- Had the most lush smoothie for brunch.
- Frozen bananas, strawberries, blueberries, and kefir,
- Apple juice, and a peach Actimel blended up.
- Met with team lead for our first weekly catchup. No issues. Just discussed my current task.
- Working really well with our new engineer who started on Monday.
- As of tomorrow I’ll have 50 days left in contract. After yesterday’s revelation, it’s unclear if I’ll be renewed or not.
- Small win: The company contractors (including me) were officially allowed to use whatever software we wanted to use (within reason of course) and not be dictated to by our consultancy suppliers.
So, anyone starting reading this new blog must surely be wondering, what in the world is going on at Chris’s work right now? Well, that’s a long story but here’s some context.
Firstly, know that I tend to thrive in, and enjoy contracts, where I work with supportive colleagues, and structures that are as flat as possible. I subscribe to the theory that a healthy team takes care of its members first, and in doing so, is better equipped to service the business. The means that ideally, all team members are peers with little difference in responsibilities, and that any failing by any single member will be met by a team defence and a team solution.
I’ve worked in places like this and it’s wonderful when you wake up and you’re keen to get to work at 9am.
In some contracts, that’s not what happens though. You dread getting up in the morning and signing on. I’ve had like 3 horrific contracts out of 10. One, where our team lead, quite incorrectly, had some sort of technical superiority complex and sought to sell himself to the business rather than support the team. Two, the worst ever, where the business refused to do anything about an idiot savant who believed the entire technical system belonged to him, refused to accept ideas from other team meetings, threw actual tantrums, dropped out meetings, and would revert your code commits quietly. And finally this contract where I was brought in to try to guide and steer an external consultancy that upper management had concerns about, only for them to realise this, which the consultancy responded to by:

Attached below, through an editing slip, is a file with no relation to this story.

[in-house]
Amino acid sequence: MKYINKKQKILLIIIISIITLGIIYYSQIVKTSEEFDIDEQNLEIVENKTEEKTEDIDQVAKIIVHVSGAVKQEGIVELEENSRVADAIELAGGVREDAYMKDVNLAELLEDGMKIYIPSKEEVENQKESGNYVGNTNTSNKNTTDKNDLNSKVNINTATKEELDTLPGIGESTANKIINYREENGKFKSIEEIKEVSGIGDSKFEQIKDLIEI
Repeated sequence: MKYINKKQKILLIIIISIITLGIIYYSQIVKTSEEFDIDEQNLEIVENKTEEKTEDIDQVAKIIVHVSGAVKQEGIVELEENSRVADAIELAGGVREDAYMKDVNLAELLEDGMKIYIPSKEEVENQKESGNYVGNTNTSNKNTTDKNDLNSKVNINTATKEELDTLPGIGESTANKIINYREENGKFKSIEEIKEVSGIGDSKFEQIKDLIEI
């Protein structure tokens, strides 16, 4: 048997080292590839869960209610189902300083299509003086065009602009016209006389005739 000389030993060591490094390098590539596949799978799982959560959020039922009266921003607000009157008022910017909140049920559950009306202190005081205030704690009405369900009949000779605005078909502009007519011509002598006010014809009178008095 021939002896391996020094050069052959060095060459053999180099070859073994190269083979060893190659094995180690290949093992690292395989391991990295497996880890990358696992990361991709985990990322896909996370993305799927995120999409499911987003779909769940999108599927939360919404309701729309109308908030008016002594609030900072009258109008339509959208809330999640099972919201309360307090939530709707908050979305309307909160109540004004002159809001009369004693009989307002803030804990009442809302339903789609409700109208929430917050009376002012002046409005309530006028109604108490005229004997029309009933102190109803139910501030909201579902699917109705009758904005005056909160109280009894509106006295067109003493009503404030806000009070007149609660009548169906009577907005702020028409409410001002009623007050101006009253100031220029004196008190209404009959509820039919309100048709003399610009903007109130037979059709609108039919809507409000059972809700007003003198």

- Promoting their man, my peer, to team lead and brought in his friend as scrum master in an attempt to control the narratives.
- Exaggerating minor issues and outright lying about me and other company contractors in an attempt to discredit us.
- Openly not acting in any team spirit of support by dropping into public forums as we announced new operational or security solutions only to shit on them.
- Attempting to (and miserably failing) to dictate what software we could use to do our roles. Remember this is a consultancy - and they’re telling us - who don’t work for them - how we can operate.
There are some excellent staff at my company and that includes my direct line manager, his manager, and the new director of engineering, but this is the political atmosphere I dread walking into every morning. The company staff inside our team support each other through various secret chat rooms but you’ve still got to be vigalent. You don’t go into meetings with the consultancy alone - or you record the meeting if you do. And you constantly have to sure they’re not just blatantly lying about things to senior staff.
They know their project is behind and they use our team as some sort of skapegoat for it all. It’s frankly exhausting and I really should leave as I didn’t become a contractor to put up with this nonsense.